Family : Bignoniaceae
Text © Pietro Puccio
English translation by Mario Beltramini
The species is native to north-western Argentina, Bolivia, Brazil (Goiás, Mato Grosso, Mato Grosso do Sul, Minas Gerais and Sao Paulo) and Paraguay where it lives in the semi-deciduous forests and the savannahs, on mainly rocky soils, from the sea level up to about 1500 m of altitude.
The name of the genus comes from the Tupi-Guarani of this species: “jakara’nda” = fragrant; the specific name is the combination of the Latin substantives “cuspis, idis” = cuspid and “folium, ii” = leaf, with reference to the acuminate apex of the leaflets.
Common names: blue jacaranda, cuspidateleaf jacaranda, cuspid jacaranda, purple fern tree, toothleaf jacaranda (English); carobá, paraparay, paraparay guazú (Argentina); paraparaú, paypacu (Bolivia); flamboyant bleu (French); caiuá, caroba, caroba-branca, carobeira, jacarandá, jacarandá-branco, jacarandá-de-minas, jacarandá preto, mulher pobre, parapara-í, paraparaí, pau de colher, pau santo (Brazil).
The Jacaranda cuspidifolia Mart. (1841) is a deciduous tree, 4-8 m tall that in the old specimens in nature may reach the 20 m, with trunk, of up to about 40 cm of diameter, with wrinkled bark, brown greyish tending to flake off with the age.
Leaves, on a 4-8 cm long petiole, bipinnate, 20-50 cm long, with winged rachis grooved above and 8-13 couples of imparipinnate leaflets, 10-18 cm long, formed by 10-16 couples of sessile lanceolate leaflets with acuminate apex and entire margin of intense green colour, 1-2,5 cm long and 0,4-0,7 cm broad, with falciform terminal leaf, 2-3 cm long and 0,6-0,8 cm broad.
Panicle terminal inflorescence, globose, 18-32 cm long, formed by numerous flowers, on a 0,6-0,8 cm long pedicel, hermaphrodite, slightly fragrant, with calyx, about 0,5 cm long, formed by 5 subulate sepals with acuminate apex merged at the base.
Campanulate-infundibuliform corolla with 5 rounded lobes, 5-6 cm long and of 3,4-4 cm of diameter, with purplish cerulean to purplish blue with a white dot inside, slightly pubescent externally.
The fruit is an ovate capsule with wavy margin, 7-10 cm long, 5-7 cm broad and 4 cm thick, woody, of pale brown colour, containing numerous seeds of brown colour with chartaceous wing, of about 1,5 cm of diameter.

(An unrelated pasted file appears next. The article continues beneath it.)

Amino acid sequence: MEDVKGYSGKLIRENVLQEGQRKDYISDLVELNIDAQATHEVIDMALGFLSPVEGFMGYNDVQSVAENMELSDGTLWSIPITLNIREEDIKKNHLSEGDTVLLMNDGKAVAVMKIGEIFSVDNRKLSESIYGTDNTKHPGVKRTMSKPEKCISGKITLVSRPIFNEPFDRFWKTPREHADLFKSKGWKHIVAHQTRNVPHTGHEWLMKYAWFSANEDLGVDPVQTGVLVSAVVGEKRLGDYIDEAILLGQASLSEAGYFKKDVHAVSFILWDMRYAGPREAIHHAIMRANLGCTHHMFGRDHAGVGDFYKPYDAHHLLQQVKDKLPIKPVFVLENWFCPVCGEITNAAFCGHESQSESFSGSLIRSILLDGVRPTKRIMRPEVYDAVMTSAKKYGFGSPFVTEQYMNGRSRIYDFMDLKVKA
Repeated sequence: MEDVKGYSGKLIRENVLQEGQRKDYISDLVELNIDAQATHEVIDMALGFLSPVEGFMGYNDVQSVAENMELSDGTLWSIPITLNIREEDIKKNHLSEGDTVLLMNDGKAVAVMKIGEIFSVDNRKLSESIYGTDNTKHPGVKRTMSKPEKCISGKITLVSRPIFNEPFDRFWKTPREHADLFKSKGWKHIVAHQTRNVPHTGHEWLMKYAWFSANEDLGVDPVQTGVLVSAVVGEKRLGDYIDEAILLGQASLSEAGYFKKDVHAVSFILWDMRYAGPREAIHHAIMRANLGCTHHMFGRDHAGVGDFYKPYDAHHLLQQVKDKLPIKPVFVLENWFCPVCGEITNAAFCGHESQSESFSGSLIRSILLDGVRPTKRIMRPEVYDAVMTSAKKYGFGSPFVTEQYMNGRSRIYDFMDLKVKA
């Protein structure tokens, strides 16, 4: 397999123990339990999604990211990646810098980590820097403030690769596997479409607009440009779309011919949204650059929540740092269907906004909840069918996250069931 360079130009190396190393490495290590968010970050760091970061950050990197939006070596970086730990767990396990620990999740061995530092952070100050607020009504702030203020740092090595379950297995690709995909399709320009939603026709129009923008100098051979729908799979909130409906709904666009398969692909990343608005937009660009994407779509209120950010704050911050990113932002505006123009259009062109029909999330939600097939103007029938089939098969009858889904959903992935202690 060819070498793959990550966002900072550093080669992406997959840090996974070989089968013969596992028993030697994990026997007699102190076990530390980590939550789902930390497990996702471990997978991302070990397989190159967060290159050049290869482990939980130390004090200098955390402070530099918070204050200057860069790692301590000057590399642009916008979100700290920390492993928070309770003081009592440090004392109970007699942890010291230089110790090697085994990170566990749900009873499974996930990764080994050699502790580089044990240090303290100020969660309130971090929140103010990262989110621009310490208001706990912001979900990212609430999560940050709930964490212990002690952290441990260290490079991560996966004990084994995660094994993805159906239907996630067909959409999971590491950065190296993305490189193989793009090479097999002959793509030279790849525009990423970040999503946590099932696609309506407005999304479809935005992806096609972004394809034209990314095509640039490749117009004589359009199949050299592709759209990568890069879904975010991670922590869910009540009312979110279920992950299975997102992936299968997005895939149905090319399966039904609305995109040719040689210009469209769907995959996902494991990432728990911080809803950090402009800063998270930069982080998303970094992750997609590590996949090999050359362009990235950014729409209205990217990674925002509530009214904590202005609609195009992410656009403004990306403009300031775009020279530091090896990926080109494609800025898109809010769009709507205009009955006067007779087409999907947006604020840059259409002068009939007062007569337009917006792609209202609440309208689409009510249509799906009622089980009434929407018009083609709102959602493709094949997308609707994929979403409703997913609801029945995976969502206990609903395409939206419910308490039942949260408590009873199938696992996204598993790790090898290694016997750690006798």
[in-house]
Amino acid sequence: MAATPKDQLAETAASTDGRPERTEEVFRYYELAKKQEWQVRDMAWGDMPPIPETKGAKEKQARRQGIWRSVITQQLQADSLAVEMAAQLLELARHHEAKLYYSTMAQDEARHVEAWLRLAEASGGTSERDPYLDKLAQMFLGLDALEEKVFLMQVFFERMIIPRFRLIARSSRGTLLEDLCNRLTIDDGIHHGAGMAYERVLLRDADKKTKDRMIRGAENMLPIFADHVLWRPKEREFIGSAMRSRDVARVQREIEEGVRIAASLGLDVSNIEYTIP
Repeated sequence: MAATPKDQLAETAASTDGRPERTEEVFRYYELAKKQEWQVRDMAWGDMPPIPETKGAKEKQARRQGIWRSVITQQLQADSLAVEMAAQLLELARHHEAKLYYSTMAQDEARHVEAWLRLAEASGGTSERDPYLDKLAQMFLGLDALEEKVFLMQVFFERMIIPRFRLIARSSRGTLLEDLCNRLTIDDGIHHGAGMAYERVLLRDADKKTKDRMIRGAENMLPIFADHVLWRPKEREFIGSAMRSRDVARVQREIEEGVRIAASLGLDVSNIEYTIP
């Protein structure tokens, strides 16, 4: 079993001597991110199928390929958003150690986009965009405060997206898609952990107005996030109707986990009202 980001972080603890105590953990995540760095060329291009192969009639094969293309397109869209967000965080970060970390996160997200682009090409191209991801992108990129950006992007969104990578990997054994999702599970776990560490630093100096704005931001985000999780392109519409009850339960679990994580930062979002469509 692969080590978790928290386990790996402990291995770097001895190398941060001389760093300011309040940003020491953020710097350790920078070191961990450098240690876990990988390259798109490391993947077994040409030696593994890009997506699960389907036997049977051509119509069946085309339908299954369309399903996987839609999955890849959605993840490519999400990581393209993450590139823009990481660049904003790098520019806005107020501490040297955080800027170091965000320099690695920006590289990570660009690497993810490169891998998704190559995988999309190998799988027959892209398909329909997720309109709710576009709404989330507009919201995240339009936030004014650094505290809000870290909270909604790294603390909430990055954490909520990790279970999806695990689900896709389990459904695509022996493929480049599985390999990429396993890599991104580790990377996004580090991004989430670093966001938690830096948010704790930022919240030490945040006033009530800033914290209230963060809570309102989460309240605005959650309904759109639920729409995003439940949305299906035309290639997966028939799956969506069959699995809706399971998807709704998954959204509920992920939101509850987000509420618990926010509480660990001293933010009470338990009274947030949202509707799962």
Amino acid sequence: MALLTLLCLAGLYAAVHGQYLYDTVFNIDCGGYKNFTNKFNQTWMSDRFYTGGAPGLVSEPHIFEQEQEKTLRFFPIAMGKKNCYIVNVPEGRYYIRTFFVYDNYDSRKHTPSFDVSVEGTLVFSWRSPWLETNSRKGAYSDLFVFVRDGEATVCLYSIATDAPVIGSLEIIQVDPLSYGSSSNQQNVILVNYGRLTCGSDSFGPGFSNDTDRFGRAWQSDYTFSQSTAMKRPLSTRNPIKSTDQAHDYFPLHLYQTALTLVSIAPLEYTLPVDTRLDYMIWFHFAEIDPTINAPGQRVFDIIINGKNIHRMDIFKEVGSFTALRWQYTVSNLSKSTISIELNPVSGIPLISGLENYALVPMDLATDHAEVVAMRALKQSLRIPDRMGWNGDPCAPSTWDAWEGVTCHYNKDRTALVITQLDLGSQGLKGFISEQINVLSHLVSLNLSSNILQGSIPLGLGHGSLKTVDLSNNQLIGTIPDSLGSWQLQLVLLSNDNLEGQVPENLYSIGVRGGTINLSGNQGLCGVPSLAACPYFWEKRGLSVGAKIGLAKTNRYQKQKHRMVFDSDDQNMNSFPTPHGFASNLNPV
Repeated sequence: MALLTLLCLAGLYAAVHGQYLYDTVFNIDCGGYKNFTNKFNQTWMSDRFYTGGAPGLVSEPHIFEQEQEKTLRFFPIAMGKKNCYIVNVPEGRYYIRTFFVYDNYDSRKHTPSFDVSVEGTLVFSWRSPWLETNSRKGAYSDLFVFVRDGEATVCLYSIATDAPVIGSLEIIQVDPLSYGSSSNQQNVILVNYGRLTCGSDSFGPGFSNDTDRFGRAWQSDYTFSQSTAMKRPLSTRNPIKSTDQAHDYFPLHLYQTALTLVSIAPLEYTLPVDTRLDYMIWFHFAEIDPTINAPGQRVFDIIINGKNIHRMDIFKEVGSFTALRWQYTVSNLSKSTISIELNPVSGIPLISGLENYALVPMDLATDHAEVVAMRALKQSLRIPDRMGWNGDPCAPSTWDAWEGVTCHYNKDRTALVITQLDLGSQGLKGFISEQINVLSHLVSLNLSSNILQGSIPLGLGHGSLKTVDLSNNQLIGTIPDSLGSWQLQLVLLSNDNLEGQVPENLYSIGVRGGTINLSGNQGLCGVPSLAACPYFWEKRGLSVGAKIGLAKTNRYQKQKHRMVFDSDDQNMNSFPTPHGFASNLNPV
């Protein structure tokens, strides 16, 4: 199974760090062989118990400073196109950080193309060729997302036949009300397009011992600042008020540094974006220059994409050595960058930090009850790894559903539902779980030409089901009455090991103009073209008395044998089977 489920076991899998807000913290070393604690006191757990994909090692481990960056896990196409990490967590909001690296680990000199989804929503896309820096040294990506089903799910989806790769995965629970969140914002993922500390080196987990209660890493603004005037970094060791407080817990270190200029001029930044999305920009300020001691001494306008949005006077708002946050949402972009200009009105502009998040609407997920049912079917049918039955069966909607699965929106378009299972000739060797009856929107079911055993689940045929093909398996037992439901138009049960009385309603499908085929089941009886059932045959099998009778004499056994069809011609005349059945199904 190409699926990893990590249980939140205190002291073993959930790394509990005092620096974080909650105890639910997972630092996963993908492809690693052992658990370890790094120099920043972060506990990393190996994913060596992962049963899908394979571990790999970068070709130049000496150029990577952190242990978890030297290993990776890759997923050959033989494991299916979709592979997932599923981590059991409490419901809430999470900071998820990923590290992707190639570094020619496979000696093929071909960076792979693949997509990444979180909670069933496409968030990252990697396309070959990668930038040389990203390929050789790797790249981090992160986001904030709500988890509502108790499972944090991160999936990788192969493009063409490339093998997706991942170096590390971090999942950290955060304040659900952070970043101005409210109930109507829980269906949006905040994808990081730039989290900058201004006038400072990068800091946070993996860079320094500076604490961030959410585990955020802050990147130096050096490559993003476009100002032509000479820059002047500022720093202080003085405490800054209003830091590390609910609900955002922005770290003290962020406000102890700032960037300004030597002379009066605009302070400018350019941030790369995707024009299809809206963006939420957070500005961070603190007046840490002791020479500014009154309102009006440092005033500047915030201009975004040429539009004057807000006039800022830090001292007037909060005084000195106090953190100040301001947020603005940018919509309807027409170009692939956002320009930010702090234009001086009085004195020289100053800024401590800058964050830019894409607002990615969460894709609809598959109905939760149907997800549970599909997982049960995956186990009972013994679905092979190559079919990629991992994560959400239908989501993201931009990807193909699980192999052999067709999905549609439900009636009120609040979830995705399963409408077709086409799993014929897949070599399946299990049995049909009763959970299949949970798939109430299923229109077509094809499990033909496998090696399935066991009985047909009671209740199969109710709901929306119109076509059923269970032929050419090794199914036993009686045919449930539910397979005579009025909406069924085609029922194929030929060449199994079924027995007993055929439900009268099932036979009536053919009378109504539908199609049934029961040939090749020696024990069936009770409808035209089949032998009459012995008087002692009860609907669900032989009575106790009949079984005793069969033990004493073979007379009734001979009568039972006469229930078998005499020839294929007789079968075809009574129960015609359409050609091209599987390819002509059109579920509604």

It propagates by seed, that has a short-lasting germinability (few months), previously kept in water for two days, placed superficially in draining organic loam maintained humid at the temperature of 24-26 °C, with germination times, of 2-4 weeks, with averagely fast growth and first blooming starting from 5-6 years of age; it can reproduce also by cutting.
Species of great ornamental and landscape value as isolated specimen, in group or in rows at the borders of roads and alleys, similar to the most famous and diffused in cultivation Jacaranda mimosifolia, but with more compact inflorescences and slightly darker and bigger flowers, it blooms profusely in spring, by the vegetative restart, occasionally in summer.
Cultivable in the tropical subtropical and warm temperate climate regions, where, when adult, it can bear temperatures up to about -4 °C for short period, but blooms at the best in the climates characterized by cool and little rainy winters.
It requires full sun, except during the first phases of growth when it is preferable a slight shade, and is not particular about the soil, provided draining, slightly acidic to slightly alkaline, and well rooted it bears dry periods. It is a subject of sure interest to cultivate as bonsai.
Bark and leaves are utilized in the traditional medicine, in particular for treating venereal diseases, laboratory studies have evidenced the presence in various parts of the plant of bioactive substances with antimicrobial activity for the official pharmacopoeia. The wood, of decent quality, has a modest employment at local level in carpentry.
Synonyms: Jacaranda cuspidifolia var. calycina Bureau (1897); Jacaranda chapadensis Barb. Rodr. (1902).